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Women’s Voices of Duty and Destiny

Religious Speeches Transcending Gender

Series:

Elizabeth W. McLaughlin

This book collection is a celebration of women who speak truth to power in the public square. A perfect fit for undergraduate students of rhetoric, gender, religion and history, Women’s Voices of Duty and Destiny showcases the speech texts of 14 women addressing societal issues from the values of their religious beliefs and discourse communities. Between the tensions of the duty of gender roles and human destiny, these global voices representing different time periods and religions address the thematic issues of faith, society, education, reform, freedom and peacemaking. Written in clear, straightforward language, students will directly encounter the words and voices of leaders who strive to make the world better for all in the quest for human dignity. Each speaker seeks to forward the transcendent value of human freedom as reinforced by her explicit references to the divine. This collection is appropriate for 200-400 level undergraduate classes and offers a broad sampling of women who speak in the public square.

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Introduction

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“So, God created human beings in his own image. In the image of God, he created them; male and female he created them.”

— Genesis 1:27, New Living Translation

“God is not feminine, but masculine. And man is made in the image of God. On the other hand, a woman is not made so much in the image of God, but in the image and as a mate to man.”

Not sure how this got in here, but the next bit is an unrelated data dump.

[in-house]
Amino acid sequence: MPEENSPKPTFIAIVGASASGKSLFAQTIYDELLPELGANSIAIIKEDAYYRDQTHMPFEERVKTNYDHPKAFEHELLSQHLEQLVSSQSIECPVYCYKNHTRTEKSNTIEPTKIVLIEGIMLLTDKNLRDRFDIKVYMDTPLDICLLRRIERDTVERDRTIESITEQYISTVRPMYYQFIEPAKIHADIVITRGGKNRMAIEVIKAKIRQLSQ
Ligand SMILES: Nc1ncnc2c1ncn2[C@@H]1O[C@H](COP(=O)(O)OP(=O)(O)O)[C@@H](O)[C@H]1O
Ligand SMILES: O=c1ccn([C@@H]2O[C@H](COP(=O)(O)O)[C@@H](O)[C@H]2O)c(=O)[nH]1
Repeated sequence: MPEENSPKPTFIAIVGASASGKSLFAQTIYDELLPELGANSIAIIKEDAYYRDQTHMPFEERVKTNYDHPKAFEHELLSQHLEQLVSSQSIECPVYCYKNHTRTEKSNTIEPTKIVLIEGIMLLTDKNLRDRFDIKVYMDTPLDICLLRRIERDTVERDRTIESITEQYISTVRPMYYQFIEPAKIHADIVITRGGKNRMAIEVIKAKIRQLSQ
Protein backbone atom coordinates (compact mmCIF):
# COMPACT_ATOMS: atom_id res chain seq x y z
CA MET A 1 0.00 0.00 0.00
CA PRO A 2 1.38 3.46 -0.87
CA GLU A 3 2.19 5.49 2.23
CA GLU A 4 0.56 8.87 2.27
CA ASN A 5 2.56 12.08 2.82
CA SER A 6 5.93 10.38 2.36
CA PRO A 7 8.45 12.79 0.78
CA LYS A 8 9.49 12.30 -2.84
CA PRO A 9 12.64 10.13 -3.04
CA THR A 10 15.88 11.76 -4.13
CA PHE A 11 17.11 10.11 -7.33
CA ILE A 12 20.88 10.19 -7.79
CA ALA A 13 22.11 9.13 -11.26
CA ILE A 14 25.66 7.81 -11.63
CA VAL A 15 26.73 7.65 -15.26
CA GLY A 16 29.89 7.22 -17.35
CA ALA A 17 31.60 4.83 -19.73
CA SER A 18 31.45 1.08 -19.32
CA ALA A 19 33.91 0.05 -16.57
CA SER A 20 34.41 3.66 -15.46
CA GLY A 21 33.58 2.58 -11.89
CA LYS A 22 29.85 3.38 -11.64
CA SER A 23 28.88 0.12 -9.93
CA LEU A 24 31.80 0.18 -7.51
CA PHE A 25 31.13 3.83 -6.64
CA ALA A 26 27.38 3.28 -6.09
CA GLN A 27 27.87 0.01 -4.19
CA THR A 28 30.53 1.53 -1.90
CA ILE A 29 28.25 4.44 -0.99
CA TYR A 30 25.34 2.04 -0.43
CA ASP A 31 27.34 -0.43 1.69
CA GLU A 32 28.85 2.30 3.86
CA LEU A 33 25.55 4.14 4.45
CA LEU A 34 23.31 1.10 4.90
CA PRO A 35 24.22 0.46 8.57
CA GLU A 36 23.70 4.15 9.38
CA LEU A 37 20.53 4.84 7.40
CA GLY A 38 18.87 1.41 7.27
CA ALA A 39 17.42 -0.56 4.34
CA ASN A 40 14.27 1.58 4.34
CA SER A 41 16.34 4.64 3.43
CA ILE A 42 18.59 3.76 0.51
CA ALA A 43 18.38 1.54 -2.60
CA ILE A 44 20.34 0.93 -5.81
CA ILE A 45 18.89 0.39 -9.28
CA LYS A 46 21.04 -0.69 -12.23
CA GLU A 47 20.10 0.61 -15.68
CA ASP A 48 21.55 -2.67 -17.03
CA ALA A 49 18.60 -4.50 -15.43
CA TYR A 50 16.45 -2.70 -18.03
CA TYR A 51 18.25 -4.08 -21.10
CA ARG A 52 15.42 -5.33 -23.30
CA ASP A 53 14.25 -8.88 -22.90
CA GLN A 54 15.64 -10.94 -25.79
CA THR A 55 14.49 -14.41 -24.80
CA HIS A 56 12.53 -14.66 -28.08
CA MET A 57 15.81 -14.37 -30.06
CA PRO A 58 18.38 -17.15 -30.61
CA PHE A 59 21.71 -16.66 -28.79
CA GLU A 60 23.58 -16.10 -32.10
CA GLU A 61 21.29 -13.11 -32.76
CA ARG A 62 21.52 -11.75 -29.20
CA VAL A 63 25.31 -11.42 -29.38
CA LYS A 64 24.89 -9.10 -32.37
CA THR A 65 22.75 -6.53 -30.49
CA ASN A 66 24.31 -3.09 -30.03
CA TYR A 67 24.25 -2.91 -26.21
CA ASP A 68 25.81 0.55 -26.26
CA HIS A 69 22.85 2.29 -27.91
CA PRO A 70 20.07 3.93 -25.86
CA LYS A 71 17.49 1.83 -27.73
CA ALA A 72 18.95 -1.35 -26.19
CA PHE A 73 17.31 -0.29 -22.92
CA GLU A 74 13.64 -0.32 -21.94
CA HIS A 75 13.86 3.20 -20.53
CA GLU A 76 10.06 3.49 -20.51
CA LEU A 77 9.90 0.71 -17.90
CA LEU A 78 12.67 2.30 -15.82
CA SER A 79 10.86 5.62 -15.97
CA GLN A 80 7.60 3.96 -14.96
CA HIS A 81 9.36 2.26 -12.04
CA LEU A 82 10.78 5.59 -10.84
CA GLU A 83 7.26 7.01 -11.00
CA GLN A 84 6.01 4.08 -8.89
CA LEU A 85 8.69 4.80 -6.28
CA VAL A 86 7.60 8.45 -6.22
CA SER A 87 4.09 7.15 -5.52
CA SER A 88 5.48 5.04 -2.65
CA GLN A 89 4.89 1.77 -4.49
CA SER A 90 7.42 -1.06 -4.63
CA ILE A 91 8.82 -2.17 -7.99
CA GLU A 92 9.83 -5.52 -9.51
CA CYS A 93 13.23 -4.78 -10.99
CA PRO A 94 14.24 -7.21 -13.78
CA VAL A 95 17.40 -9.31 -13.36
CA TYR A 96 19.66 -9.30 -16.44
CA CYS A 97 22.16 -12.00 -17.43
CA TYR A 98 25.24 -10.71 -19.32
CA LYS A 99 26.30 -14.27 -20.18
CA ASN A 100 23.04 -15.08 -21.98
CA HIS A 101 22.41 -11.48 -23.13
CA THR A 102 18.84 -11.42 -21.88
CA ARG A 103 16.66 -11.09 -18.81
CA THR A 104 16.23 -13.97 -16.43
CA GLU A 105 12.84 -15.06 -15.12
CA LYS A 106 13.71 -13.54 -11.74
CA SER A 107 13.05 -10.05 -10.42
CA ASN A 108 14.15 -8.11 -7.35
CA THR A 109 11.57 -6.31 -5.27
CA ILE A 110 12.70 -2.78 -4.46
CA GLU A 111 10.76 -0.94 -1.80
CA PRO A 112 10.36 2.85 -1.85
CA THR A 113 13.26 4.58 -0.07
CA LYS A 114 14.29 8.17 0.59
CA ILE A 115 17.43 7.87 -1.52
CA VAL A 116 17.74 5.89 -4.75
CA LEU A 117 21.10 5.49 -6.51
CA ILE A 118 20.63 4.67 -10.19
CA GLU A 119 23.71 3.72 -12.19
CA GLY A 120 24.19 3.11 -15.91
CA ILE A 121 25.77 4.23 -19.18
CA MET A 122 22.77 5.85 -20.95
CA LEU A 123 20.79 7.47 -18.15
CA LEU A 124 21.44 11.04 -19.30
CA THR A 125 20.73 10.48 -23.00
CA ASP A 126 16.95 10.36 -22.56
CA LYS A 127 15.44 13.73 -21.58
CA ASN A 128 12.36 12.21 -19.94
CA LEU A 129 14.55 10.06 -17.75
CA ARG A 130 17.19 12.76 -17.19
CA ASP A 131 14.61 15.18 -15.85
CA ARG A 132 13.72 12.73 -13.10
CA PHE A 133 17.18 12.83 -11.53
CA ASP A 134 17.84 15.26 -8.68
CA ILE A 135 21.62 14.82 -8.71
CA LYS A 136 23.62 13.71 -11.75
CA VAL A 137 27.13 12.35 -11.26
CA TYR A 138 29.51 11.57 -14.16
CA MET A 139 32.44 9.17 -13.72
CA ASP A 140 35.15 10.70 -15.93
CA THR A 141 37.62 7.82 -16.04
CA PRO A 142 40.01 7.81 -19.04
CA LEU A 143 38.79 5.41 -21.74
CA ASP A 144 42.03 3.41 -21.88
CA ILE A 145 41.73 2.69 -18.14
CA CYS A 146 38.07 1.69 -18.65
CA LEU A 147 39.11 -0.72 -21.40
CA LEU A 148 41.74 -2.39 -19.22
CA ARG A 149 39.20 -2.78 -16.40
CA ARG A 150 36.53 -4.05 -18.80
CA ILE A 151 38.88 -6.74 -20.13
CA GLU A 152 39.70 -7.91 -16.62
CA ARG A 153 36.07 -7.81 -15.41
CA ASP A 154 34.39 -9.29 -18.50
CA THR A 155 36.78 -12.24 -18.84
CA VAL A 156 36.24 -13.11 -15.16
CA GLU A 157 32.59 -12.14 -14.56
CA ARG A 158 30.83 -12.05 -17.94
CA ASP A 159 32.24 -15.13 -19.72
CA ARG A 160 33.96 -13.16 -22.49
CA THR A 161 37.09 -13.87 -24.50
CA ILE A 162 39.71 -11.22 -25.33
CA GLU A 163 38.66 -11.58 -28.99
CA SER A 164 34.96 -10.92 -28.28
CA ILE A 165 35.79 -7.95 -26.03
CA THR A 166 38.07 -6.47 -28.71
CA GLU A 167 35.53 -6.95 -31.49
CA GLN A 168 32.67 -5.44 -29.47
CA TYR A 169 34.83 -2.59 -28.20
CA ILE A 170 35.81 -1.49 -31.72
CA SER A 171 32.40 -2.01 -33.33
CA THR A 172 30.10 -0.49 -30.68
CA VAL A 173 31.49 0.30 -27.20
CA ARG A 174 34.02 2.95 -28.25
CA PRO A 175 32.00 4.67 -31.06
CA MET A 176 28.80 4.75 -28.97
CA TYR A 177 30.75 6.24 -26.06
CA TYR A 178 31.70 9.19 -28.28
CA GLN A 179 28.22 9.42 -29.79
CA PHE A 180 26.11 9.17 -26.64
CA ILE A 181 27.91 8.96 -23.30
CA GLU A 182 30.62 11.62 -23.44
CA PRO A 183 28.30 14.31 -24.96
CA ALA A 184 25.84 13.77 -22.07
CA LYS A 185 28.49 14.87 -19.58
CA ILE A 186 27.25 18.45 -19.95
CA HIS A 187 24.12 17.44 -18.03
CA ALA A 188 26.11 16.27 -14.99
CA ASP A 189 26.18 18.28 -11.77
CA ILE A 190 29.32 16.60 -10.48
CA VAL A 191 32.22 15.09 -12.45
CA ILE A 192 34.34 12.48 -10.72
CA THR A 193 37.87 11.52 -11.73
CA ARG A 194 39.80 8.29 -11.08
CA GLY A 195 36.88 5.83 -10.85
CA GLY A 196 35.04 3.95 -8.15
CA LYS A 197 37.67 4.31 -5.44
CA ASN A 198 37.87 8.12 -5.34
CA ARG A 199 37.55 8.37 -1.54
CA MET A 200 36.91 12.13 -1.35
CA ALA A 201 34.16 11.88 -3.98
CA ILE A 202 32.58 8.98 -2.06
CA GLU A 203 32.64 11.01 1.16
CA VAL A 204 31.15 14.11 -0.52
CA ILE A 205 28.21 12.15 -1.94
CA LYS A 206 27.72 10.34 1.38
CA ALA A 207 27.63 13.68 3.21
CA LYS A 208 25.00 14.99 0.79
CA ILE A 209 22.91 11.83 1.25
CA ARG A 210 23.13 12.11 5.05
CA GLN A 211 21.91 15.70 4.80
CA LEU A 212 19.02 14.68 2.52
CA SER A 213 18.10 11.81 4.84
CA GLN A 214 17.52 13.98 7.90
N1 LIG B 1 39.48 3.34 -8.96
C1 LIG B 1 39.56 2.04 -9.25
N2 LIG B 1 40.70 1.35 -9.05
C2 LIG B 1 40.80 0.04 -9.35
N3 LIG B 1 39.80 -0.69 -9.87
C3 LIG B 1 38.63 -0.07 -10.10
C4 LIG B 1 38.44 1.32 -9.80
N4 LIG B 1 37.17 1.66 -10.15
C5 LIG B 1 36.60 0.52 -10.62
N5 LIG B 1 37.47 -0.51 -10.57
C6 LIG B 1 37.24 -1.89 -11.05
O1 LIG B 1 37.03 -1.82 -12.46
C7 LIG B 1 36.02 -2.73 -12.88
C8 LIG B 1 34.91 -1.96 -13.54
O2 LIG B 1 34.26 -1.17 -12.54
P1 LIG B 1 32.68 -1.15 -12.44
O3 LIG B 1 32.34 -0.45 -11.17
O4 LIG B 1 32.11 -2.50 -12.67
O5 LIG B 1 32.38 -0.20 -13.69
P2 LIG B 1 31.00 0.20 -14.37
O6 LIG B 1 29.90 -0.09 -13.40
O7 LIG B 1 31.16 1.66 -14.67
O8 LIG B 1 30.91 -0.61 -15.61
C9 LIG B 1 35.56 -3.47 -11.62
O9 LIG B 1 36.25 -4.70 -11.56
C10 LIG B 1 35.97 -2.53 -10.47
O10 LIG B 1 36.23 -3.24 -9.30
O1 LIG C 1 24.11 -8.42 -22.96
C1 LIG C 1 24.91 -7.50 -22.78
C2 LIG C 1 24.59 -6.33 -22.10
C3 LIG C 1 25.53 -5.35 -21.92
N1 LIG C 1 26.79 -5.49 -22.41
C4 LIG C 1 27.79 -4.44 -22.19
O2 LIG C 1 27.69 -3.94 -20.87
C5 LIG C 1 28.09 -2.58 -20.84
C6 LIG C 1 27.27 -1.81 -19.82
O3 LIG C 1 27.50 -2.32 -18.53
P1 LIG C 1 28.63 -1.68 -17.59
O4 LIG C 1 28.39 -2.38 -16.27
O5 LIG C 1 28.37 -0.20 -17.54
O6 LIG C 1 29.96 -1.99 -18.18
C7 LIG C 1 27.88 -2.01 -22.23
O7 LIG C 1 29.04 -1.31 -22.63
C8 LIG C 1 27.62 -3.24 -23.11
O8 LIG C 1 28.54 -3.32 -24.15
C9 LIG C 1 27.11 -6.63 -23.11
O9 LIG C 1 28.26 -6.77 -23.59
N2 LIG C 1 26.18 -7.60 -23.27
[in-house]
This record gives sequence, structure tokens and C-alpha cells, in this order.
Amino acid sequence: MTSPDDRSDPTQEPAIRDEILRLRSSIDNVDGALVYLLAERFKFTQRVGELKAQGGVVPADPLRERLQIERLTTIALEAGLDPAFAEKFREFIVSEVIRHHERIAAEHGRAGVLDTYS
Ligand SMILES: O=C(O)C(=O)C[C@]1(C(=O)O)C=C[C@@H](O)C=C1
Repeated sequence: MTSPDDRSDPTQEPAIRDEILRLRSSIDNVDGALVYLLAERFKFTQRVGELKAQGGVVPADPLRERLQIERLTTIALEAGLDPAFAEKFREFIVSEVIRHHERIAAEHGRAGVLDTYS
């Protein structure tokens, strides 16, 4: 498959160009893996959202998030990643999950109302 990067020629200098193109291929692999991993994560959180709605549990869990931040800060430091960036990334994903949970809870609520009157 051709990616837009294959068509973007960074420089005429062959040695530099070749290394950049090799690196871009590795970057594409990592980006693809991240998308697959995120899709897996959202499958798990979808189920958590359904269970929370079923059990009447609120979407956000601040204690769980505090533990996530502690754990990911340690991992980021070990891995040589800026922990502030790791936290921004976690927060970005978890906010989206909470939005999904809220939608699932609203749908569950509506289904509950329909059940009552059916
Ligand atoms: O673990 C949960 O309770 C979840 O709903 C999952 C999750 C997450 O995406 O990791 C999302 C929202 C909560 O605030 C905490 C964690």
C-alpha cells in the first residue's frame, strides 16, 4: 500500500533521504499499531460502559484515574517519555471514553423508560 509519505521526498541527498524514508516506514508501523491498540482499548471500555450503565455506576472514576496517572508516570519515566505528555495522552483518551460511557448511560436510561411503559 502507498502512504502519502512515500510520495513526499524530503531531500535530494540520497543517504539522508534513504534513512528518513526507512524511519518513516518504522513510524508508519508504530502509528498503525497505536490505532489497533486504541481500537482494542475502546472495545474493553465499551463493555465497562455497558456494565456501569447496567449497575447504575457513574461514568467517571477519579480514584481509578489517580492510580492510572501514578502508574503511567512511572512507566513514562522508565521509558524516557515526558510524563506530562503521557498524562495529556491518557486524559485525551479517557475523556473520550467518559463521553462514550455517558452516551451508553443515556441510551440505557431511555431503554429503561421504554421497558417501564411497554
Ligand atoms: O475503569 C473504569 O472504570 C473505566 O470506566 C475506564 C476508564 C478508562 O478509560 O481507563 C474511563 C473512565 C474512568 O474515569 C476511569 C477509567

— Rev. John R. Rice, “Bobbed Hair,” Sword of the Lord Ministries

Before many faces, a woman approaches the front of a gathering intending to speak. Within their gaze, they consider who she is, why she is here, if she is worthy of attention, or if she even has the right to talk. Further, if she dares to connect her topic with any religiously inspired values, what gives her this authority? Is she forsaking her duty to conform to divine sanction, to community values, or is she fulfilling her possible calling to speak truth to power? Is it possible for a woman to connect to the divine, to speak from this perspective, and to claim authority with men to address the issues of her day?

These questions and dialectical tensions resonate through the words and witness of the women who speak throughout this book. As these ← 1 | 2 → opening quotations illustrate, women often experience the tension between the limits of gendered-duty and the promise of divine-human identity and dignity...

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